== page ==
A Massachusetts appeals court has sided with Cambridge in a lawsuit over the city’s cannabis licensing moratorium, according to a MassLive.com report.
Revolutionary Clinics, a licensed medical cannabis dispensary that has been operational since 2018, sued Cambridge last year over a city ordinance that allows only economic empowerment applicants to receive adult-use dispensary licenses for the first two-years of the licensing process in an attempt to ensure those disproportionately impacted by prohibition have access to the industry.
A Middlesex Superior Court judge ruled in January that licensed medical cannabis dispensaries in Cambridge must be able to immediately seek licensure in the adult-use market, arguing that the city’s ordinance was in direct conflict with state law, as well as the Cannabis Control Commission’s adult-use cannabis regulations.
The appeals court vacated that decision April 24, when Associate Justice Joseph M. Ditkoff ruled that nothing in Cambridge’s ordinance conflicts with regulations surrounding priority applicants and that the evidence of economic harm resulting from the ordinance was minimal, MassLive.com reported.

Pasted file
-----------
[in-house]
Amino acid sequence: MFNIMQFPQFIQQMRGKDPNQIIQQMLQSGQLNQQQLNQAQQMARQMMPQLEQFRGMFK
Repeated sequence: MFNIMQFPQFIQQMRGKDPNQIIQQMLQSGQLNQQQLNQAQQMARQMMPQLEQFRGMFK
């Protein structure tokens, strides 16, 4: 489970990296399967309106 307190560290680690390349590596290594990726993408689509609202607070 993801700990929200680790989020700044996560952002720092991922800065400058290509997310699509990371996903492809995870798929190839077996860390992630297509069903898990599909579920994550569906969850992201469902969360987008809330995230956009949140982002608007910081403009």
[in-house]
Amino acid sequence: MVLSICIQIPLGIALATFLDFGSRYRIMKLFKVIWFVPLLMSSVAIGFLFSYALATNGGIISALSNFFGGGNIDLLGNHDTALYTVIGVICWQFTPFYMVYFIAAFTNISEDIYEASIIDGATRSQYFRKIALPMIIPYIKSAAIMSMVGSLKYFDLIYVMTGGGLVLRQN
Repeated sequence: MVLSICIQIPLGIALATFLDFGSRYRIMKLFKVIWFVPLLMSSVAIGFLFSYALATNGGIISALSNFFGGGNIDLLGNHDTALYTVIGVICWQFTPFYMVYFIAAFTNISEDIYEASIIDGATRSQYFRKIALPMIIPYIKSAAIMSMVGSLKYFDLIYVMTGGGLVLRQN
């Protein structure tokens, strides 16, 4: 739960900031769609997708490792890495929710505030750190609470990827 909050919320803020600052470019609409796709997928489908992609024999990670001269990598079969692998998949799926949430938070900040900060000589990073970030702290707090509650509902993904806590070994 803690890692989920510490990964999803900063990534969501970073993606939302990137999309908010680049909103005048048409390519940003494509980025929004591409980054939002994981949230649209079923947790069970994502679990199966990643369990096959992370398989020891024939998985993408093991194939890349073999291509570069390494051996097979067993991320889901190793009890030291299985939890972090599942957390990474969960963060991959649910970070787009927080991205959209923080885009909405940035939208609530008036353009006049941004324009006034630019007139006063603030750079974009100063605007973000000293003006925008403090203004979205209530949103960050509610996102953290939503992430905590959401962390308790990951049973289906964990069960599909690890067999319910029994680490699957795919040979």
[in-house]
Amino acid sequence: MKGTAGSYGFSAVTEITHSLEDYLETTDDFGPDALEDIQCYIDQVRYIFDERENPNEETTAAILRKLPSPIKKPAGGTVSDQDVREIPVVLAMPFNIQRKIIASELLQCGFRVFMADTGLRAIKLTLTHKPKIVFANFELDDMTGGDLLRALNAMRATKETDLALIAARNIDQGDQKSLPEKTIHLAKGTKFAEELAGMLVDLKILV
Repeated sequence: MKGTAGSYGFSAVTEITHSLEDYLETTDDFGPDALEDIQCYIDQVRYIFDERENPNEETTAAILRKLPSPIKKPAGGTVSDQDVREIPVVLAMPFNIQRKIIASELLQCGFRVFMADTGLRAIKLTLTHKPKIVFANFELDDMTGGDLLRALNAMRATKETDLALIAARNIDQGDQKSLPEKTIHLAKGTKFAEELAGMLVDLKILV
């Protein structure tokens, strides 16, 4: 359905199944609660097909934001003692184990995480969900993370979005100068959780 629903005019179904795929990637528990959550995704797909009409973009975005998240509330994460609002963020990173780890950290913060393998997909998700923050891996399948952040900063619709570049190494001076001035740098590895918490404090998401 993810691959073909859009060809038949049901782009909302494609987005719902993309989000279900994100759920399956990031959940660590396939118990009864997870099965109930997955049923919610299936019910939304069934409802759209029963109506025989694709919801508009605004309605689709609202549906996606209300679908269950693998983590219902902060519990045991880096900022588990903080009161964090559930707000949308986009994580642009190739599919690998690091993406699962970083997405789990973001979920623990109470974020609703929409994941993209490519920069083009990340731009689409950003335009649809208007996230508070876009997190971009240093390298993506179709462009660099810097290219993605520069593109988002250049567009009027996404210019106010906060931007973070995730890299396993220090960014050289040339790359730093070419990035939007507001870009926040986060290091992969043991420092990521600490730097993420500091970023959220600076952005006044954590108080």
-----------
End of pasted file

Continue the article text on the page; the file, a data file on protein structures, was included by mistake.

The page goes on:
Revolutionary Clinics issued a statement to the news outlet, indicating that it was disappointed in the decision.
"Our team remains hopeful for future affirmative resolution as today’s decision signals an invitation to seek reinstatement of the preliminary injunction based on other grounds,” the statement said. “While Revolutionary Clinics firmly believes that the original decision of the Superior Court judge granting the preliminary injunction was absolutely correct and will ultimately be upheld, it intends, in keeping with the Single Justice’s language, to promptly ask the Superior Court to reinstate its preliminary injunction based on grounds other than the sole ground considered by the Single Justice."